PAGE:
If you build it: Despite pandemic, land use projects moved forward in 2020

City Council agreed in October to contribute $5.5 million in a forgivable loan to support the first phase of the Piedmont Housing Alliance’s redevelopment of Friendship Court, the 150-unit downtown public housing complex that was built in 1978. PC: Grimm + Parker Architects City Council agreed in October to contribute $5.5 million in a forgivable loan to support the first phase of the Piedmont Housing Alliance’s redevelopment of Friendship Court, the 150-unit downtown public housing complex that was built in 1978. PC: Grimm + Parker Architects

In a year where many of us followed guidelines to stay at home, the skies of downtown Charlottesville were marked by cranes building new spaces for the 21st century. In their shadow, projects to provide more affordable units moved through the bureaucratic process required to keep them below-market. Before the clock strikes 2021, let’s look back at some of what happened in 2020.

Public housing

After years of planning and complaints of decay from residents, Charlottesville’s government took steps to renovate the city’s public housing stock. In October, City Council agreed to spend $3 million to help finance the renovation of Crescent Halls and the construction of 62 new units on an athletic field at South First Street. A date for groundbreaking has been postponed several times, but officials with the Charlottesville Redevelopment and Housing Authority hope it will occur early next year.

At the same meeting, council also agreed to contribute $5.5 million in a forgivable loan to support the first phase of the Piedmont Housing Alliance’s redevelopment of Friendship Court. The 150-unit complex was built in 1978 in an area cleared by urban renewal. The first phase will see up to 106 units built on vacant land along Monticello Avenue and Sixth Street SE. The loan dictates that the new homes must be made affordable to people who earn less than the area median income. As with CRHA, there’s no set date for groundbreaking yet.

Also this year, a firm hired to complete an overhaul of Charlottesville’s Comprehensive Plan unveiled a draft of an affordable housing plan that calls for $10 million a year in city investment in similar projects. The draft also asks “to bring diverse voices from the community into decision making structure of the City and partners it funds.”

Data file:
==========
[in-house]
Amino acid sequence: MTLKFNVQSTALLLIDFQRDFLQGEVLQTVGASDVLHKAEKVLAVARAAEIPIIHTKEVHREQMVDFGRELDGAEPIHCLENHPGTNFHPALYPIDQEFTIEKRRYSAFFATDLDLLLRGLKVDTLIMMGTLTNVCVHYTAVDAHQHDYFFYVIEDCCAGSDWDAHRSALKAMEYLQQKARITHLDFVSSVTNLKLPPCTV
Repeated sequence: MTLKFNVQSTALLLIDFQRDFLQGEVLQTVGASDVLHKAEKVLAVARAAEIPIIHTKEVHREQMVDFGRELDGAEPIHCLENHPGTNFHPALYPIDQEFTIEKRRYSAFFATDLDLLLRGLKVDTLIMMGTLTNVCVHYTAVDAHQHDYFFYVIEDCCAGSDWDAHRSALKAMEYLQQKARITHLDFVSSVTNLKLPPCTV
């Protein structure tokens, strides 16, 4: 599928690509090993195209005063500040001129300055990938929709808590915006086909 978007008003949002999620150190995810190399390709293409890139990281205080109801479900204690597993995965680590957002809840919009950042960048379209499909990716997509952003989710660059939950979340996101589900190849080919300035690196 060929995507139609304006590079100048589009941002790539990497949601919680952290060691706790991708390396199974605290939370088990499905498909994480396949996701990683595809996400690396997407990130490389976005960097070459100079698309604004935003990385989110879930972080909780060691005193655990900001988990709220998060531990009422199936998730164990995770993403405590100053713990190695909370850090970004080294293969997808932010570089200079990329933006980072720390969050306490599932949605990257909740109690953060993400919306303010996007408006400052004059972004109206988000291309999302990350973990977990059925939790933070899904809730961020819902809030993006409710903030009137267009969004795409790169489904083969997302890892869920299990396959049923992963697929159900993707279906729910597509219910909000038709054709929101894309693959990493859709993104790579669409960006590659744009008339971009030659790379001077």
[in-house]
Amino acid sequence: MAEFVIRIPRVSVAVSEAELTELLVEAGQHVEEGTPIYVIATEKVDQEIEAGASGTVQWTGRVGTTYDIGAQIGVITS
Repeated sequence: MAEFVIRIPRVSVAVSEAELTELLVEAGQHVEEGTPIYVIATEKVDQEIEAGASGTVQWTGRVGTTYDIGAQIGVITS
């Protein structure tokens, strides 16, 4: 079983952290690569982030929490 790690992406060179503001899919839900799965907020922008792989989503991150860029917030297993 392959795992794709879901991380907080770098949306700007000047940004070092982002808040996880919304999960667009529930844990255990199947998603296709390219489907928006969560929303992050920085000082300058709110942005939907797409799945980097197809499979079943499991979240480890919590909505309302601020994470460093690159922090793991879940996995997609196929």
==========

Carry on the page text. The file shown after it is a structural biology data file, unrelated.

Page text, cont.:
As the Comprehensive Plan edit process continues, affordable housing advocates hope to reform the zoning ordinance to make it easier to build more housing units without seeking permission from council. This conversation will spill over to 2021, as work on the Comprehensive Plan continues and as voters prepare to elect or re-elect two members of City Council in November.

Downtown towers

Meanwhile, hundreds of thousands of square feet for offices and other commercial uses are under construction. The largest is the Center of Developing Entrepreneurs, which is being erected on Water Street on the site of the former Main Street Arena. The triangle-shaped nine-story building will include a public courtyard, retail area, and incubator space intended to grow new businesses. Completion is expected by August 2021.

On Second Street, within sight of the CODE building, a nine-story office building called 3Twenty3 nears completion, despite a crane collapse in early January. The structure is ready for occupancy and tenants include Manchester Capital, CoConstruct, and McGuire Woods.

Not too far behind is the new headquarters for Apex Clean Energy, an eight-story timber-built structure on Garrett Street designed by Charlottesville-based William McDonough + Partners. Ground was broken in October 2019 and the building could be completed by the end of 2021.

Elsewhere in Charlottesville, Albemarle County hired Fentress Architects to design the $45.2 million renovation of the judicial complex in Court Square. The new general district court complex will be shared by both localities. Construction on the court building won’t begin until at least 2022, but the project is already drawing plenty of attention, as the city continues to move forward with the planning process for a parking structure at Market and Ninth streets to support the new facility.

A previous City Council bought the Market Street parcel in January 2017 for $2.85 million, and the current plan is to build a four-level parking structure with 300 spaces and 12,000 square feet of commercial space. Opponents have argued the structure isn’t needed and the city could invest the $10 million price tag in other projects, including affordable housing. The city says the new spaces would provide enough inventory to allow the nearby Market Street Parking Garage to be retired and redeveloped in the decades to come. The hulking parking garage is among the biggest decisions council will need to make as it hashes out a capital budget for next year.

What about Albemarle?

Albemarle County is also working on a new affordable housing plan. The draft calls for zoning changes that would allow for thousands more units to be built compared to the existing rules. This year, however, the county Board of Supervisors has not approved two projects that would have added to that number. In June, concerns about traffic left the board deadlocked on a vote that would have seen 328 units built on 27 acres at the northern end of the John Warner Parkway. In early January, super­visors are expected to take a vote on a rezoning for 130 units to be built near Glenmore. Neighbors cite traffic concerns for their vehement opposition to the project.

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